This tank was a development of the Matilda I Infantry Tank whose main armament consisted of no more than either a .303 or a .50 Vickers mg. Such was the thinking behind pre World War II tank development in many Countries (including Britain) that it was considered that the fitting of larger calibre weapons was not warranted.
The Matilda Mark II arose out of a need to provide a better armoured and armed vehicle, which could act in the role of an infantry support tank. For its time, the Matilda II was a heavily armoured vehicle and it was particularly successful in the early years of WW II at Arras, France 1940 and in the Western Desert during 1940-1941.
Unfortunately, its performance was hindered by its small calibre gun and relatively slow cross country performance. Despite its shortcomings, it was more than capable of being used aggressively. This was especially demonstrated in the Western Desert where it was virtually immune against anti-tank and tank guns of the day. In its early conflicts in the Western Desert, its value as a shock assault weapon was significant and it soon earned the title "Queen of the Battlefield". Unfortunately, it was soon outclassed by better enemy tanks and the German's 88m gun. However, it found a renewed operational life in the Pacific.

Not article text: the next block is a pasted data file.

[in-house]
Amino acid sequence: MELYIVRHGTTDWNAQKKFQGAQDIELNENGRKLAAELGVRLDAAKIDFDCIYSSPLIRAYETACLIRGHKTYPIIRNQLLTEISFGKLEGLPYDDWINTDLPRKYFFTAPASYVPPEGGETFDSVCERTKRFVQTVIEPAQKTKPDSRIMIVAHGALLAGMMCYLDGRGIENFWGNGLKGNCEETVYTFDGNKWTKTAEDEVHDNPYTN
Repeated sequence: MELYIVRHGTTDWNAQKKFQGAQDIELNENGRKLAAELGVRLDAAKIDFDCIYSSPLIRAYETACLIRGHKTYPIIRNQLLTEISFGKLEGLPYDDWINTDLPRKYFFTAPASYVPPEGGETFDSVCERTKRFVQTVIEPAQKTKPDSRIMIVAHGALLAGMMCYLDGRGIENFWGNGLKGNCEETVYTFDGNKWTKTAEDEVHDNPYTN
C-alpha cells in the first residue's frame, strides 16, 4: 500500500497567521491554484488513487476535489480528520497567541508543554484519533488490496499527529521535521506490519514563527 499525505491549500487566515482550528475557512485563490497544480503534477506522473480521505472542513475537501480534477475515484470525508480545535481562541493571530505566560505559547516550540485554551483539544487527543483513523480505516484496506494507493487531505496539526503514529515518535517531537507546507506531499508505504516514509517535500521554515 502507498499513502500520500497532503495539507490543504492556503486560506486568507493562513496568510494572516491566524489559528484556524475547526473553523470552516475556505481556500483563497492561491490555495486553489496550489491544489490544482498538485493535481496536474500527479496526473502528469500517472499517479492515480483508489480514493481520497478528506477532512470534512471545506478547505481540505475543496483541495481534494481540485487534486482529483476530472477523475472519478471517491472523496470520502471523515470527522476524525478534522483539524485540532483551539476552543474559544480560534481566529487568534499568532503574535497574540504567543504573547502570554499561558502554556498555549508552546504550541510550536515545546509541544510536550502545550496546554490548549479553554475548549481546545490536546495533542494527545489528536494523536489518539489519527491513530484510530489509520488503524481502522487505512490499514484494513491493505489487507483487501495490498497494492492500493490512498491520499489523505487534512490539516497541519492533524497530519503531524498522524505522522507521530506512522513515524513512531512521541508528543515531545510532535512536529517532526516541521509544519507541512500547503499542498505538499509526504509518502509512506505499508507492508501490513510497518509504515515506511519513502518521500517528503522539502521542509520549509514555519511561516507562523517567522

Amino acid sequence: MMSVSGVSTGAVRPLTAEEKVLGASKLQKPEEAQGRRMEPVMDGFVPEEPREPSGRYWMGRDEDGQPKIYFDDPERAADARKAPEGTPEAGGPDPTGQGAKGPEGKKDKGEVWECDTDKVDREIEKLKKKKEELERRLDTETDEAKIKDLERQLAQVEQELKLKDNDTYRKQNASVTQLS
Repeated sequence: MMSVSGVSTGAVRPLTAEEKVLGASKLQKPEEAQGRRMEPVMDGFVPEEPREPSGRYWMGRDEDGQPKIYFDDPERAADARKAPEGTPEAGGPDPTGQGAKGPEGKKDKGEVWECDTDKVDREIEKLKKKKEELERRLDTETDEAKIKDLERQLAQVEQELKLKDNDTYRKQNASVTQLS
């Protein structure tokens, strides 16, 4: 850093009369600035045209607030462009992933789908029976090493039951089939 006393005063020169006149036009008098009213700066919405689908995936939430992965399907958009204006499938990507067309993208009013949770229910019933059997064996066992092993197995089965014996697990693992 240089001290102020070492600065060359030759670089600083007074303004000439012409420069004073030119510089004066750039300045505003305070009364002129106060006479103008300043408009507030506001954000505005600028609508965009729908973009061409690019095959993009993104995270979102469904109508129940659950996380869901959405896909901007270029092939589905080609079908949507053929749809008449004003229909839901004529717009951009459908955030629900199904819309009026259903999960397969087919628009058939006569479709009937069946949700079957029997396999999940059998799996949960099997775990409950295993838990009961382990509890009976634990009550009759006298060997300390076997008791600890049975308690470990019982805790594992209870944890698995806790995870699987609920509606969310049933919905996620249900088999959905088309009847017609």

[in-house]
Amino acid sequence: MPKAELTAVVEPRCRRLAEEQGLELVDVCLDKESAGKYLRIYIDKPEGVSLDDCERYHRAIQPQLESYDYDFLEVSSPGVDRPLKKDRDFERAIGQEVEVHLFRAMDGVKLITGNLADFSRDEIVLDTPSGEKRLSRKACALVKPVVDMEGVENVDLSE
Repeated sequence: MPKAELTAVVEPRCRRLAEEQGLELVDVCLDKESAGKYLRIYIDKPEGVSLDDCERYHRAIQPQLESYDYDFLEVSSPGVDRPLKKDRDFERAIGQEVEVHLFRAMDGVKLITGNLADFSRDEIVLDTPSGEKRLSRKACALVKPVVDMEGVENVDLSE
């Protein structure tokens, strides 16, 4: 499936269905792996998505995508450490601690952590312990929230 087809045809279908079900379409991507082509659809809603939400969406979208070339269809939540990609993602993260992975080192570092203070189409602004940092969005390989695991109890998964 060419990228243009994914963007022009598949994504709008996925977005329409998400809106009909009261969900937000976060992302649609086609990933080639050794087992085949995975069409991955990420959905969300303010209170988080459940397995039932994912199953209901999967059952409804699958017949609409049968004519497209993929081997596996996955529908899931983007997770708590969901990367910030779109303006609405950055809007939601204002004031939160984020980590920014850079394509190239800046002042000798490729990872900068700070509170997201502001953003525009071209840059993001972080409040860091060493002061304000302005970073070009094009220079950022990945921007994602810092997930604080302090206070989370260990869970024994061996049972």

Although the design ideas were sound for their time, the Matilda could not be up-gunned as the turret ring was too small to accept a larger tank gun. However, it was found that a low velocity 3 in. howitzer could be fitted as a substitute for the tank gun. Such a weapon proved invaluable when operating against infantry, light skinned vehicles, bunkers and other fortifications.